One can see hints of recourse to the idea of the “constituent power” attached to the idea of “popular sovereignty.” Madison did not believe that power would be exercised by inchoate masses. Instead, he wrote, because “it is impossible for the people spontaneously and universally to move in concert towards their object; . . . it is therefore essential that such changes be instituted by some INFORMAL AND UNAUTHORIZED PROPOSITIONS, made by some patriotic and respectable citizen or number of citizens.” One may or may not be inspired by Madison’s arguments. At the very least, they point to the tension between an uncomplicated notion of “rule of law” as adherence to existing “forms” and the duty of “patriotic and respectable citizens” to do whatever is thought necessary to move forward. If one is unsympathetic to such arguments, there might be temptation to cite Lenin or Carl Schmitt as de-facto “Madisonians.” Presumably, most of us wish to avoid such comparisons.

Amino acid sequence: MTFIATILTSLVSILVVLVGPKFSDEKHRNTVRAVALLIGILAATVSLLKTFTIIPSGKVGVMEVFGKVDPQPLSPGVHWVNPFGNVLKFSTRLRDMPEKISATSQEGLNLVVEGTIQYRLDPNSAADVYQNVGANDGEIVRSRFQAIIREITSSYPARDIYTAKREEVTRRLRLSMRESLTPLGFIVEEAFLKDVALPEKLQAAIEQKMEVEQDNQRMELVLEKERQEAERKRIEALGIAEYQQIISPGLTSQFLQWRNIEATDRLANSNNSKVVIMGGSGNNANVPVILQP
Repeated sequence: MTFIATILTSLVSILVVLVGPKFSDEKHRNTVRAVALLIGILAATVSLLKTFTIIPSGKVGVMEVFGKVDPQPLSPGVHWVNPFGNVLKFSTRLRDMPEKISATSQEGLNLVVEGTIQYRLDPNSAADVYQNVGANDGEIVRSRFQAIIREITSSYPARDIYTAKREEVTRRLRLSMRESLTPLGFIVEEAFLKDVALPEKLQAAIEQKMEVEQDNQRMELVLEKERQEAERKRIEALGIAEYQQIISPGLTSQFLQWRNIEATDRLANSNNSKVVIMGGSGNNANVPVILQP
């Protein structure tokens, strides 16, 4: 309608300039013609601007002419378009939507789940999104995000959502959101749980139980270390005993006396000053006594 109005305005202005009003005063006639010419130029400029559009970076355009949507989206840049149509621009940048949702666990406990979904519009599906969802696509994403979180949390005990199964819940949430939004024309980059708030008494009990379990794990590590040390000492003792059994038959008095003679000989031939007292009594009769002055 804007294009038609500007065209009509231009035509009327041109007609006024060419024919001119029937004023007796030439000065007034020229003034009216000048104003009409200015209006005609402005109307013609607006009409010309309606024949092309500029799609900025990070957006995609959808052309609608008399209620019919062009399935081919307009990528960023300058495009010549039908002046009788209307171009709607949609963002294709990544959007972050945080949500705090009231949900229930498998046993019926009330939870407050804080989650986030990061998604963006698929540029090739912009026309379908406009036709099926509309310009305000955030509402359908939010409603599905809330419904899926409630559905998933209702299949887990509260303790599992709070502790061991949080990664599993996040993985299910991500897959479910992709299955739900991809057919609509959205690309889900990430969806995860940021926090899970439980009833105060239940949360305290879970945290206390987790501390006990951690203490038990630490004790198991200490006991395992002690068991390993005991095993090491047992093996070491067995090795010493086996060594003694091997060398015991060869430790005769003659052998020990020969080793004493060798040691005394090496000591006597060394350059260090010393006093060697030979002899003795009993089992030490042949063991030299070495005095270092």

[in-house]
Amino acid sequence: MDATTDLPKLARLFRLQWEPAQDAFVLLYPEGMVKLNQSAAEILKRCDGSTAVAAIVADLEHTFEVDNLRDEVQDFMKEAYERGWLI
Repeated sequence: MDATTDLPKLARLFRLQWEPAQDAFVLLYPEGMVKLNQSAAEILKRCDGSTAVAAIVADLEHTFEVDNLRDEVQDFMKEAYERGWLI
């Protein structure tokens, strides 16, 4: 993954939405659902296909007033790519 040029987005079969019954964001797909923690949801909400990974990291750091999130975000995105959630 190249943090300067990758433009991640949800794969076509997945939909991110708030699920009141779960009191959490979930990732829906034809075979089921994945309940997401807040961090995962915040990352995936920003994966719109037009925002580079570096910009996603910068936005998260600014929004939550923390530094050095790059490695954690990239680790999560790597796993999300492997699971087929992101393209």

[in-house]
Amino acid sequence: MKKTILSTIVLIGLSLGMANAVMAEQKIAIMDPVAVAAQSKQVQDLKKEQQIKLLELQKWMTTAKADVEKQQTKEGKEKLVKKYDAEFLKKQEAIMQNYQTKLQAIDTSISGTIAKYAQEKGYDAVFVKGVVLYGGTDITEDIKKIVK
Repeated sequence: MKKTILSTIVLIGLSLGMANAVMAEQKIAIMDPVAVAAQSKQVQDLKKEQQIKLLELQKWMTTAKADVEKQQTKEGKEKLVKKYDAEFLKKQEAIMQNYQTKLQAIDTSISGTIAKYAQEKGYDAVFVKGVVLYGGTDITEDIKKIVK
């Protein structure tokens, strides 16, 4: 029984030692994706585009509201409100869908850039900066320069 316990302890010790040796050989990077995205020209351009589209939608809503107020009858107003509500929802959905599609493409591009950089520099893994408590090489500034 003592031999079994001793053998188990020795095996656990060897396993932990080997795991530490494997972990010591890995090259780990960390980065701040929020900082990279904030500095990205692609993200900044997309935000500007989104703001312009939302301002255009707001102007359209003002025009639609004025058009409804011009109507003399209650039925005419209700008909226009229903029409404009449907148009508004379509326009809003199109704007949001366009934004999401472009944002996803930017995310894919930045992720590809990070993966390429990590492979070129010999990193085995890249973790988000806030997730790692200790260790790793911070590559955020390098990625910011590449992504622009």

One way of doing so is to take truly seriously Madison’s evocation of “patriotic and respectable” citizens, especially if we combine this hope, articulated most fully in Federalist 10, that America will in fact be governed by virtuous leaders committed to attaining the public good rather than maximizing their own selfish interests (or those of an electoral “faction”). Full consideration of what one might well regard as Madison’s fantasy (or delusion) would require an extensive discussion, far beyond the limits of this short comment, about political culture in all its dimensions. If leaders are chosen by ever-more-inclusive electorates, one has to explain why voters would in fact vote for virtuous elites instead of the champions of their own interests. On top of that, one had to explain why one should trust given elites in the first place, surely a central question of modern politics.